Voltron, Defender of the Universe, just would not stand up.
”This was heart-wrenching. It was a possibility that the model might be declined, as it was far from meeting The LEGO® Group’s strict quality requirements,” Samuel Johnson, design manager says of the first Voltron exploratory model.
LEGO Ideas 21311 Voltron started its journey as a fan model built by Lendy Tayag. Lendy submitted his model to LEGO Ideas, where it gathered 10,000 submissions and entered the LEGO Ideas Review. But you probably already know that part.
As part of the review, LEGO Designers explored the feasibility of the model. Could it be built? Was it stable? Are the elements used still active in the LEGO portfolio of elements?
“A few of the designers had looked over the photographs of Voltron and each of them had the comment ‘It can’t be done!’… Overhearing this, I said, ‘Give it to me! Of course it can be done!’” says Sam.
Sam’s wish was granted and his team got to work – only to find creating Voltron was harder said than done.
“Lendy’s model looked fantastic and was ultra-poseable, which was super eye catching, but when we tried to replicate it by building our own copy, the model would just NOT stand up,” Sam explains.
The first exploratory model
So they built another one – which stood up better, but had a tendency to lean forward…a lot. So that wouldn’t do either.
“It was at this point that we had seen Lendy himself building smaller Voltron models, so we got to thinking, ‘maybe ours should be smaller,’” Sam recalls. Hoping this would fix the stability issue, the design team started experimenting with a different scale.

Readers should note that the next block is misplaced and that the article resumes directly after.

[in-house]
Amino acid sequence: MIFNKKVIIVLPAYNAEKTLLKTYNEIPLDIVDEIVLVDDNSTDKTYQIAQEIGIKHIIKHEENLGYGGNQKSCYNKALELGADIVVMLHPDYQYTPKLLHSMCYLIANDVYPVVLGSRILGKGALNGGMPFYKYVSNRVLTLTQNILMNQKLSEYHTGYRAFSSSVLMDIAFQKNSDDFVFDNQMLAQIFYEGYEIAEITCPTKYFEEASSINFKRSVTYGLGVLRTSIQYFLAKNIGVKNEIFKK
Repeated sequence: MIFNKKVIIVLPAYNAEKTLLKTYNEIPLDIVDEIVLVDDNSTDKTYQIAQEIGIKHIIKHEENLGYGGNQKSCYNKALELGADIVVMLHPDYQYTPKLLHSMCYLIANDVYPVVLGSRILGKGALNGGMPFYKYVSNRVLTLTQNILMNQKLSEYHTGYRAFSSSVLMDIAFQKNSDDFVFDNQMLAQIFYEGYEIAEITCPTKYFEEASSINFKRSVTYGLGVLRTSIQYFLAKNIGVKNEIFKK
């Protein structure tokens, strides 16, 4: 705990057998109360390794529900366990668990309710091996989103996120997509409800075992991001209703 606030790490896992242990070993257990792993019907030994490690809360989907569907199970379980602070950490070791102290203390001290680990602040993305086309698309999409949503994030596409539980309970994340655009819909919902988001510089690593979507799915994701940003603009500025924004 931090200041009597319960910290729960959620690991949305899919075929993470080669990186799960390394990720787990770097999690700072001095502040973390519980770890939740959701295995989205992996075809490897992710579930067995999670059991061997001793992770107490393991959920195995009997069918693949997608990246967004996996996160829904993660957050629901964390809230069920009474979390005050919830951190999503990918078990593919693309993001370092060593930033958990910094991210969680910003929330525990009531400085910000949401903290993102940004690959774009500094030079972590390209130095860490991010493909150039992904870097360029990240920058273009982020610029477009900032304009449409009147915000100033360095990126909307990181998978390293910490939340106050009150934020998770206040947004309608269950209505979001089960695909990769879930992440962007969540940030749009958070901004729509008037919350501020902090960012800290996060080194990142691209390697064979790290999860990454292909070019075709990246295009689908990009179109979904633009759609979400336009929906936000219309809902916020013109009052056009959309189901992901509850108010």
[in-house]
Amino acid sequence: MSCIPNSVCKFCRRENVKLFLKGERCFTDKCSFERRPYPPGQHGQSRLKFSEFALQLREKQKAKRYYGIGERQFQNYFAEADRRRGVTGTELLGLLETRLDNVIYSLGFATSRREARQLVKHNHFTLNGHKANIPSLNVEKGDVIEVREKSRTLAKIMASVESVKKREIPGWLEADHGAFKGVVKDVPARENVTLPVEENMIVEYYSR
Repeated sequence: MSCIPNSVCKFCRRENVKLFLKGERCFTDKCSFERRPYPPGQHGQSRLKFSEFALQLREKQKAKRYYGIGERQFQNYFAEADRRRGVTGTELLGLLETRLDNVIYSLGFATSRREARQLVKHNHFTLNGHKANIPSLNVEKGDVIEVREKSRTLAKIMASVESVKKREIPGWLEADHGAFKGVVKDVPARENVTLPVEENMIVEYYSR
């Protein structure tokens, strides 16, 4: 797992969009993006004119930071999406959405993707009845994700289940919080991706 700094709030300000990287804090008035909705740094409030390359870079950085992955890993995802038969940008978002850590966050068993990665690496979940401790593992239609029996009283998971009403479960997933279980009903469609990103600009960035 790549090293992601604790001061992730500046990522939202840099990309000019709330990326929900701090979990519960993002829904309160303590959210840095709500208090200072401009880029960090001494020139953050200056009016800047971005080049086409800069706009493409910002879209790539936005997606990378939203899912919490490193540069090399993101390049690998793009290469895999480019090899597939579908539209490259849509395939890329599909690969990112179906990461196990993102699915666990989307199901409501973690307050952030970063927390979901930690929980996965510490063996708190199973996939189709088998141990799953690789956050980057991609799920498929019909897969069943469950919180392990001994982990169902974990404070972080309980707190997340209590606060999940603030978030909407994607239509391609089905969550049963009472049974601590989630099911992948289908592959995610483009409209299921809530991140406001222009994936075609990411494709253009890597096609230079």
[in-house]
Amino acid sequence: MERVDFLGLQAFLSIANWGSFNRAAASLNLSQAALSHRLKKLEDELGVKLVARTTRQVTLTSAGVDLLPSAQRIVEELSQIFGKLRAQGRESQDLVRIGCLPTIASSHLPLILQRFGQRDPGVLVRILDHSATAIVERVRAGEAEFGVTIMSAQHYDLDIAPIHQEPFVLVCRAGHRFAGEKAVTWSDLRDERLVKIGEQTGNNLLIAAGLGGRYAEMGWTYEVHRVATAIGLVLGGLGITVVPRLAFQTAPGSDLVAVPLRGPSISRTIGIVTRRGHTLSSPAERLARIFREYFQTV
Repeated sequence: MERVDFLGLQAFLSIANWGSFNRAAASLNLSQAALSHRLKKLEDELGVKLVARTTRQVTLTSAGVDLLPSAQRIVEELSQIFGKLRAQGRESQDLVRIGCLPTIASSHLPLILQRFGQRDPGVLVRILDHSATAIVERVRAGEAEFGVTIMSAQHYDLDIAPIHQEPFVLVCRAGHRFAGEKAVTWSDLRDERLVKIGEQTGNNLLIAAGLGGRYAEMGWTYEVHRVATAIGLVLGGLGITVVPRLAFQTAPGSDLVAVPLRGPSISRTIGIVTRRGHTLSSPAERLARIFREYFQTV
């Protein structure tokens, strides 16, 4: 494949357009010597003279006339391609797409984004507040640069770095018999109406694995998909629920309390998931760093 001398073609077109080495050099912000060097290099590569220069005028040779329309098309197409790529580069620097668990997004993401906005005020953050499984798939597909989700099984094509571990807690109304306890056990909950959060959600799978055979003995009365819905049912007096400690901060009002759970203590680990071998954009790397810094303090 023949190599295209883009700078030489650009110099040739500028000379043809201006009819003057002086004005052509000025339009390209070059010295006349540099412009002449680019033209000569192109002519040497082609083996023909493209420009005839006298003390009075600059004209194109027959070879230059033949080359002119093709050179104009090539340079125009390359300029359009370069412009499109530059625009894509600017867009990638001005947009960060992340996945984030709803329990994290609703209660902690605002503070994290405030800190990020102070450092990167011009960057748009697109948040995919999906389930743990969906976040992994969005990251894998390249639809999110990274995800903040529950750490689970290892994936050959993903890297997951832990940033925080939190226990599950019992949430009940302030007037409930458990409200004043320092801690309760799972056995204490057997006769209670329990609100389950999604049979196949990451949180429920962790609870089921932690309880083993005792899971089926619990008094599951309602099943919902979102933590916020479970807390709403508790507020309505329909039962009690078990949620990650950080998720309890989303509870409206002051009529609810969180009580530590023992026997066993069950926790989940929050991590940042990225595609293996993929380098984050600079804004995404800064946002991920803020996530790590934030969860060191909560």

Designer Niek van Slagmaat built the model on the left, while at the same time, designer John Ho built the model on the right.
Which lead the design team to…
Which stood up! But was a far cry from Lendy’s project….
“So, we sat back and all agreed that this little thing was definitely NOT what Lendy or the 10,000 voters wanted,” Sam recalls. “This is not our Voltron. We have to go big or not at all!”
The team rallied, and aspired to create the model the project deserved.
Pictured the Design team (left to right starting at the top): Samuel T. Liltorp Johnson, Design Manager; Niek van Slagmaat Designer; Mark Tranter; Graphic Designer, Hans Henrik Sidenius, Model Coach; Jean-Marc Laniox-Warrer, building Instructions Developer
They returned to Lendy’s original model, and with great care, attention to detail, input from the IP partner and a whole summer of work, Niek created…
Ta-da, the almost final model. It still had to go through a vigorous round of quality testing. This includes testing with young kids and teens to see if the transformation was easy enough, and also to ensure the model could be handled by consumers without breaking. Then, the model was heat tested to look for weak points which were corrected and…
The LEGO Ideas 21311 Voltron you know today was born!
“The volume of elements used is so complex that we used 16 bags to create the build flow,” Sam explains. “This is one of the first times that a ‘sub-build’ in a LEGO set has its own artwork on its building instruction manual.”
This means you could build the model yourself, or with a team of up to five people building simultaneously, because, as Sam says, “team work is the true essence of what Voltron is all about.”
Edited by Sara Skahill